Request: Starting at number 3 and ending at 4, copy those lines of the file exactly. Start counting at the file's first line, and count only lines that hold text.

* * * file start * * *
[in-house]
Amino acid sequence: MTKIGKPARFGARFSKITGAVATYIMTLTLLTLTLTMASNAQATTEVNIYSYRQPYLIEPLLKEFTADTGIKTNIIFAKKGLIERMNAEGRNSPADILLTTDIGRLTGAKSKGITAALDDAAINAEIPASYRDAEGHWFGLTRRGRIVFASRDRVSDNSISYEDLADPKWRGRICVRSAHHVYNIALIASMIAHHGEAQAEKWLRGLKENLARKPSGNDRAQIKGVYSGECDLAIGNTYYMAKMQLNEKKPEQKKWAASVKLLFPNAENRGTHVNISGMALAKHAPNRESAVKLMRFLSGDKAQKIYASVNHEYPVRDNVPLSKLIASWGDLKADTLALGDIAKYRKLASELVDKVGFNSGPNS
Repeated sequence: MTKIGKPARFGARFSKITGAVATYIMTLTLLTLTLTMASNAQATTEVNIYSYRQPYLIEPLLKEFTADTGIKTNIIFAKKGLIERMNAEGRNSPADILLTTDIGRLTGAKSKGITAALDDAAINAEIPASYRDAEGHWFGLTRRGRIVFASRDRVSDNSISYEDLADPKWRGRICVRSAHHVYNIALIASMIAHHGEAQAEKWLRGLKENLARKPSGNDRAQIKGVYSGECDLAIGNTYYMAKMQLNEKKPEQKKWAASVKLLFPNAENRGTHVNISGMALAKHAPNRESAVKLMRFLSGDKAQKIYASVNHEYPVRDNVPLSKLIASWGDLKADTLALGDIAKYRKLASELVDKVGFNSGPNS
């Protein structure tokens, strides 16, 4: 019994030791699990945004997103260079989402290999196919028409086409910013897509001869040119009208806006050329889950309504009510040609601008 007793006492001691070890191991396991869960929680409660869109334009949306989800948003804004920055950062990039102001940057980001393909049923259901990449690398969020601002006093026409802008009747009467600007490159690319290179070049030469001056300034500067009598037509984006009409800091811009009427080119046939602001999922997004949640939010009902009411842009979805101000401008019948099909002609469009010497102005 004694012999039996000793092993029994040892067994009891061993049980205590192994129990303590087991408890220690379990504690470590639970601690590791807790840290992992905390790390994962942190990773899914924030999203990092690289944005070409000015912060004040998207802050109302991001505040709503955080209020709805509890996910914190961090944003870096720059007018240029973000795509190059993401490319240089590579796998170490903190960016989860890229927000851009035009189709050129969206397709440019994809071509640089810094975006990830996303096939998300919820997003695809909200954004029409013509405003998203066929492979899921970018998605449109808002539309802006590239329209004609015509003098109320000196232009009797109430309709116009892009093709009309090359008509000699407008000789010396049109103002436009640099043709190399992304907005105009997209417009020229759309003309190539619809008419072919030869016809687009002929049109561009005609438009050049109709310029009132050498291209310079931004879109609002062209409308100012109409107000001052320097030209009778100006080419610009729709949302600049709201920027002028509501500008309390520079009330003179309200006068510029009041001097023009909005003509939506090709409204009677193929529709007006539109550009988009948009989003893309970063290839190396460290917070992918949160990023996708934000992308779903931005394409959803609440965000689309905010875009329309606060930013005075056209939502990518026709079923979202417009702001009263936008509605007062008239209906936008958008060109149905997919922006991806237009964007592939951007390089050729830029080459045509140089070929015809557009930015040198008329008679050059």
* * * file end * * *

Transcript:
Repeated sequence: MTKIGKPARFGARFSKITGAVATYIMTLTLLTLTLTMASNAQATTEVNIYSYRQPYLIEPLLKEFTADTGIKTNIIFAKKGLIERMNAEGRNSPADILLTTDIGRLTGAKSKGITAALDDAAINAEIPASYRDAEGHWFGLTRRGRIVFASRDRVSDNSISYEDLADPKWRGRICVRSAHHVYNIALIASMIAHHGEAQAEKWLRGLKENLARKPSGNDRAQIKGVYSGECDLAIGNTYYMAKMQLNEKKPEQKKWAASVKLLFPNAENRGTHVNISGMALAKHAPNRESAVKLMRFLSGDKAQKIYASVNHEYPVRDNVPLSKLIASWGDLKADTLALGDIAKYRKLASELVDKVGFNSGPNS
């Protein structure tokens, strides 16, 4: 019994030791699990945004997103260079989402290999196919028409086409910013897509001869040119009208806006050329889950309504009510040609601008 007793006492001691070890191991396991869960929680409660869109334009949306989800948003804004920055950062990039102001940057980001393909049923259901990449690398969020601002006093026409802008009747009467600007490159690319290179070049030469001056300034500067009598037509984006009409800091811009009427080119046939602001999922997004949640939010009902009411842009979805101000401008019948099909002609469009010497102005 004694012999039996000793092993029994040892067994009891061993049980205590192994129990303590087991408890220690379990504690470590639970601690590791807790840290992992905390790390994962942190990773899914924030999203990092690289944005070409000015912060004040998207802050109302991001505040709503955080209020709805509890996910914190961090944003870096720059007018240029973000795509190059993401490319240089590579796998170490903190960016989860890229927000851009035009189709050129969206397709440019994809071509640089810094975006990830996303096939998300919820997003695809909200954004029409013509405003998203066929492979899921970018998605449109808002539309802006590239329209004609015509003098109320000196232009009797109430309709116009892009093709009309090359008509000699407008000789010396049109103002436009640099043709190399992304907005105009997209417009020229759309003309190539619809008419072919030869016809687009002929049109561009005609438009050049109709310029009132050498291209310079931004879109609002062209409308100012109409107000001052320097030209009778100006080419610009729709949302600049709201920027002028509501500008309390520079009330003179309200006068510029009041001097023009909005003509939506090709409204009677193929529709007006539109550009988009948009989003893309970063290839190396460290917070992918949160990023996708934000992308779903931005394409959803609440965000689309905010875009329309606060930013005075056209939502990518026709079923979202417009702001009263936008509605007062008239209906936008958008060109149905997919922006991806237009964007592939951007390089050729830029080459045509140089070929015809557009930015040198008329008679050059």